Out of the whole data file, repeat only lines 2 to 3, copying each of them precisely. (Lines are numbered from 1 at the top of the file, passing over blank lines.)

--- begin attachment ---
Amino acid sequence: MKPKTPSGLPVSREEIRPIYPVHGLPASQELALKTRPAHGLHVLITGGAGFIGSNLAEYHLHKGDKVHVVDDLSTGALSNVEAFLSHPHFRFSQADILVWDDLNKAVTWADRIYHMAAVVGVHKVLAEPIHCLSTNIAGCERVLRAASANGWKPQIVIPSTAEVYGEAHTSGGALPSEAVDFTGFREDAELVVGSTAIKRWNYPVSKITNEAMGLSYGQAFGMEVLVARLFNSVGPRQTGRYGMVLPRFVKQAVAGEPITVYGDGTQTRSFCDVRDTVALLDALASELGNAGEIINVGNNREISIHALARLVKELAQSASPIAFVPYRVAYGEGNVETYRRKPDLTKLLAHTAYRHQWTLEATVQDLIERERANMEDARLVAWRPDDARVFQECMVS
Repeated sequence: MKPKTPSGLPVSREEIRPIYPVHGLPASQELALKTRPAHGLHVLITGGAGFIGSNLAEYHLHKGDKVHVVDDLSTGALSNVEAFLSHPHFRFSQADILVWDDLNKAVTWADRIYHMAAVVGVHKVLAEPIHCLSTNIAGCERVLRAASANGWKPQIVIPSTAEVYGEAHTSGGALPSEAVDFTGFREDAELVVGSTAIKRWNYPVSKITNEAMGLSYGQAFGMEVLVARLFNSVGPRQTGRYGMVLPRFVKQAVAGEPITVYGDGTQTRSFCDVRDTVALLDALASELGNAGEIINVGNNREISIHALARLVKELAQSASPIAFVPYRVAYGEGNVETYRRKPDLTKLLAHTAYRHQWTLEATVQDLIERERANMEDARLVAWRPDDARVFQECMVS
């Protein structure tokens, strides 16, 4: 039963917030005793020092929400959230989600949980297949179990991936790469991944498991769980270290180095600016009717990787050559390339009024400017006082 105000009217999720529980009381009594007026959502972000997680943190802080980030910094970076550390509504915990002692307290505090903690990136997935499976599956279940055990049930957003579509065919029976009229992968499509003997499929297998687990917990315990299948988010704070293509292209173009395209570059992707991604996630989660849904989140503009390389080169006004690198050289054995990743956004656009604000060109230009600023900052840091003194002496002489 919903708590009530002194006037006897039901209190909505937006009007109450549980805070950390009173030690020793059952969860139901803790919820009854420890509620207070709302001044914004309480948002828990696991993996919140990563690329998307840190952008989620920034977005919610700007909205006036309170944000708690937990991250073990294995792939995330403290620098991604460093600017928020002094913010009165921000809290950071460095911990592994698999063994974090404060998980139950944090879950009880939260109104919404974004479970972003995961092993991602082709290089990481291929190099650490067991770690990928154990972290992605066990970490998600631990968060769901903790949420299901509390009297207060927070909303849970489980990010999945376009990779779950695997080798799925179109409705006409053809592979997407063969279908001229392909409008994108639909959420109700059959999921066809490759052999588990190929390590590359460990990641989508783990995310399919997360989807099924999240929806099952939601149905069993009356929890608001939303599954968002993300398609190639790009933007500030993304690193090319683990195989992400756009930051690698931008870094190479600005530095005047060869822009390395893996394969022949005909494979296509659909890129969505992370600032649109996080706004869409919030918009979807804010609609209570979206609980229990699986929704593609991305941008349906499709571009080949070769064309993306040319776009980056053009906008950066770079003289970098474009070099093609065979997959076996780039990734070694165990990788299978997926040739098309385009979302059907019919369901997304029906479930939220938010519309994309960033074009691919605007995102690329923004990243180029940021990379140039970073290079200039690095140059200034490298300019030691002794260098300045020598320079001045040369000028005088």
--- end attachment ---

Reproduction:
Repeated sequence: MKPKTPSGLPVSREEIRPIYPVHGLPASQELALKTRPAHGLHVLITGGAGFIGSNLAEYHLHKGDKVHVVDDLSTGALSNVEAFLSHPHFRFSQADILVWDDLNKAVTWADRIYHMAAVVGVHKVLAEPIHCLSTNIAGCERVLRAASANGWKPQIVIPSTAEVYGEAHTSGGALPSEAVDFTGFREDAELVVGSTAIKRWNYPVSKITNEAMGLSYGQAFGMEVLVARLFNSVGPRQTGRYGMVLPRFVKQAVAGEPITVYGDGTQTRSFCDVRDTVALLDALASELGNAGEIINVGNNREISIHALARLVKELAQSASPIAFVPYRVAYGEGNVETYRRKPDLTKLLAHTAYRHQWTLEATVQDLIERERANMEDARLVAWRPDDARVFQECMVS
């Protein structure tokens, strides 16, 4: 039963917030005793020092929400959230989600949980297949179990991936790469991944498991769980270290180095600016009717990787050559390339009024400017006082 105000009217999720529980009381009594007026959502972000997680943190802080980030910094970076550390509504915990002692307290505090903690990136997935499976599956279940055990049930957003579509065919029976009229992968499509003997499929297998687990917990315990299948988010704070293509292209173009395209570059992707991604996630989660849904989140503009390389080169006004690198050289054995990743956004656009604000060109230009600023900052840091003194002496002489 919903708590009530002194006037006897039901209190909505937006009007109450549980805070950390009173030690020793059952969860139901803790919820009854420890509620207070709302001044914004309480948002828990696991993996919140990563690329998307840190952008989620920034977005919610700007909205006036309170944000708690937990991250073990294995792939995330403290620098991604460093600017928020002094913010009165921000809290950071460095911990592994698999063994974090404060998980139950944090879950009880939260109104919404974004479970972003995961092993991602082709290089990481291929190099650490067991770690990928154990972290992605066990970490998600631990968060769901903790949420299901509390009297207060927070909303849970489980990010999945376009990779779950695997080798799925179109409705006409053809592979997407063969279908001229392909409008994108639909959420109700059959999921066809490759052999588990190929390590590359460990990641989508783990995310399919997360989807099924999240929806099952939601149905069993009356929890608001939303599954968002993300398609190639790009933007500030993304690193090319683990195989992400756009930051690698931008870094190479600005530095005047060869822009390395893996394969022949005909494979296509659909890129969505992370600032649109996080706004869409919030918009979807804010609609209570979206609980229990699986929704593609991305941008349906499709571009080949070769064309993306040319776009980056053009906008950066770079003289970098474009070099093609065979997959076996780039990734070694165990990788299978997926040739098309385009979302059907019919369901997304029906479930939220938010519309994309960033074009691919605007995102690329923004990243180029940021990379140039970073290079200039690095140059200034490298300019030691002794260098300045020598320079001045040369000028005088």